The Finance Ministry on Monday sought to assure the investors that the country's fundamentals are "very strong" even as the rupee slipped to below 63 to a US dollar and the BSE Sensex plunged by over 426 points on global cues, following currency crisis in Argentina.
"Current Account Deficit (CAD) is below $50 billion. Foreign exchange reserves are (at) all-time high. We have very strong fundamentals... I don't think that there is any cause of worry," Economic Affairs Secretary Arvind Mayaram told reporters in Nee Delhi.
He was responding to a query regarding the sudden decline in the value of the Indian rupee. The domestic currency slipped to nine-week low of Rs 63.1 to a dollar, while the BSE Sensex plummeted by over 2 per cent or 426.11 points to close at 20,707.45.
Referring to impact of peso crisis in Argentina on the Indian markets, Mayaram said: "There is no reason why we should believe that if Argentina is in trouble today then Indian rupee should follow. I do not think that correlation exists at all."
The steep decline in Argentina's currency peso on Friday triggered a massive fall in stock markets around the world including in India.
On the rupee, Mayaram said: "You would see rupee will remain range bound. There will be some ups and downs but that is normal in markets. And therefore I think we should not be overtly concerned with marginal movements of rupee."
The currencies world over behave in a different manner depending on their own fundamentals, he said, adding that India has seen considerable improvement in its CAD situation.
"Every currency behaves based on its fundamental. When the rupee was taking a beating last year, there was a bit of fear in minds of people that the CAD is going to be very large... Today our CAD is going to be below $50 billion. Foreign reserve are all time high (at USD 290 billion) and we believe that we have strong fundamentals in place," Mayaram said.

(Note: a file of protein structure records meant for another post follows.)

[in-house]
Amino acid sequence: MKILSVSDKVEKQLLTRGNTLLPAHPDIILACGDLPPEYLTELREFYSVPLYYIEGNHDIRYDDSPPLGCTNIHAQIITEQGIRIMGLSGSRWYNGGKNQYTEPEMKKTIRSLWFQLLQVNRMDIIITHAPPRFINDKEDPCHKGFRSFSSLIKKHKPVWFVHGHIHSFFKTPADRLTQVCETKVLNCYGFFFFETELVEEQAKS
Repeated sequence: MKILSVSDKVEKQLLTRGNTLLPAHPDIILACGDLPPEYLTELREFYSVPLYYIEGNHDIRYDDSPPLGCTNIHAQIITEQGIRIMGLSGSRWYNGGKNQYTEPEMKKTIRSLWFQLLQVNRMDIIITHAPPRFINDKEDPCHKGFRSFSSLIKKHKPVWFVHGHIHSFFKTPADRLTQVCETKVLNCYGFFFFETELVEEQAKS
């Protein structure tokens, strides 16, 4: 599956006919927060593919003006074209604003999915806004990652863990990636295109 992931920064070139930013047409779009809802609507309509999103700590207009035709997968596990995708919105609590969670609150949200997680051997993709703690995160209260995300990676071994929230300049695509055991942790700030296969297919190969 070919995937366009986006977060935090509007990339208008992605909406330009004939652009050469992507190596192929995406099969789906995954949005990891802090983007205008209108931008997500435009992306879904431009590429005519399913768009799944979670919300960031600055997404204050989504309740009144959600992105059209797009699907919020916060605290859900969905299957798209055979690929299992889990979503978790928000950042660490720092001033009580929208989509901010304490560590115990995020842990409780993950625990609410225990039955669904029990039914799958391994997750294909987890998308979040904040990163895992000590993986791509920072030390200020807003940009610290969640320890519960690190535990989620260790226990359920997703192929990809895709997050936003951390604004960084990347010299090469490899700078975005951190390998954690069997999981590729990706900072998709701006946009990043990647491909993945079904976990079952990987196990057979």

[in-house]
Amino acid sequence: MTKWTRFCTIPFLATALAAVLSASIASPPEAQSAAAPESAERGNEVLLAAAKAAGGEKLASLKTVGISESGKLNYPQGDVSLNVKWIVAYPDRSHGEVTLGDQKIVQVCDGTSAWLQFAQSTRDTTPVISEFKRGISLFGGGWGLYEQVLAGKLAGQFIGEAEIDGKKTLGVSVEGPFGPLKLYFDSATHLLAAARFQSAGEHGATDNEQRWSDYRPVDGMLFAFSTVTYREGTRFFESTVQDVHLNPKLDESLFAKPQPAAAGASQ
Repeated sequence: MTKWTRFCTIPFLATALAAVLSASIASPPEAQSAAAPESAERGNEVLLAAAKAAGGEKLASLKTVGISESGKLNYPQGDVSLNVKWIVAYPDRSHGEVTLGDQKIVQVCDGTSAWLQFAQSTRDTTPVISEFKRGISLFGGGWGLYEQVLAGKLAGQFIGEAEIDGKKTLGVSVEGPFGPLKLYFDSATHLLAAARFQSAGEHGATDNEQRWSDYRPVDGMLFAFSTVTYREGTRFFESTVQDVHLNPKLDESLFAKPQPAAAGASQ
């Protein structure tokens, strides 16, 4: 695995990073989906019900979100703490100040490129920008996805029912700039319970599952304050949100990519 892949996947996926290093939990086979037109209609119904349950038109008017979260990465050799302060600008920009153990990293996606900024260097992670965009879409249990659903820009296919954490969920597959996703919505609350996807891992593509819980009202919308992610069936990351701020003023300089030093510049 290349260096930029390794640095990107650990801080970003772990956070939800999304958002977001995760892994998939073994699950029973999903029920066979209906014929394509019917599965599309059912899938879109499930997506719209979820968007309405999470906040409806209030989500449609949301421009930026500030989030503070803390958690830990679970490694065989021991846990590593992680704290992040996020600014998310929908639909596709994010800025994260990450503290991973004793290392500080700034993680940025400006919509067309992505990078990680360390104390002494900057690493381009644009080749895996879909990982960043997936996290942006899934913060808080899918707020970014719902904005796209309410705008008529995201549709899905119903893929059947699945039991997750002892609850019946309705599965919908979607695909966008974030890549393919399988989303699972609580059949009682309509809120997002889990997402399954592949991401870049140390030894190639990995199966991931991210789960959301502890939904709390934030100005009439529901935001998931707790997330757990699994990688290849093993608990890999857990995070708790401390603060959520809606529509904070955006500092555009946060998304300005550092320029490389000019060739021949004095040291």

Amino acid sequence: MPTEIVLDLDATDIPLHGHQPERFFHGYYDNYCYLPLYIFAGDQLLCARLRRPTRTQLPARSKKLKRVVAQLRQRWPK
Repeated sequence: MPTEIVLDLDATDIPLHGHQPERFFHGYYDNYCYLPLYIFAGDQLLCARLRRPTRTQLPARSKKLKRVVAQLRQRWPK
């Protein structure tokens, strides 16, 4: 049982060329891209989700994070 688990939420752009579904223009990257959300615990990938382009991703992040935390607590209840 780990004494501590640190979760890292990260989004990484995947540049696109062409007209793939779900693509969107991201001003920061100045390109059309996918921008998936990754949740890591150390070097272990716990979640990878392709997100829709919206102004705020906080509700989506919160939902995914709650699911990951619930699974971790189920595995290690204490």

CAD, the difference between inflow and outflow of foreign exchange, had slipped to all time high of $88.2 billion in 2012-13 or 4.8 per cent of the GDP.
The Situation has improved with the government and the Reserve Bank taking a series of steps to contain CAD. In the current financial year it is expected to fall below $50 billion.
On whether the recent decision of the RBI to withdraw pre-2005 currency notes was aimed at curbing black money, Mayaram said: "I do not think measures that have been taken have anything to do with demonetisation. What has been said is pre-2005 currency notes, which have lesser security features than post-2005 (ones), will be brought out of circulation.
"It is neither an effort to tackle black money because the issue of black money is a complex subject and simply withdrawing certain series of currency simply won't help in curbing black money."
Referring to growth prospects, Mayaram said: "It will improve. We are seeing green shoots. In some months we are seeing an uptick, other month it has come down. It is never a linear process. The trend is of an uptick and there is pick-up."
Indian economy grew at 4.6 per cent in first half of the current fiscal. It is expected that the growth in the fiscal will be around 5 per cent.
The economic growth fell to decade a low of 5 per cent in 2012-13.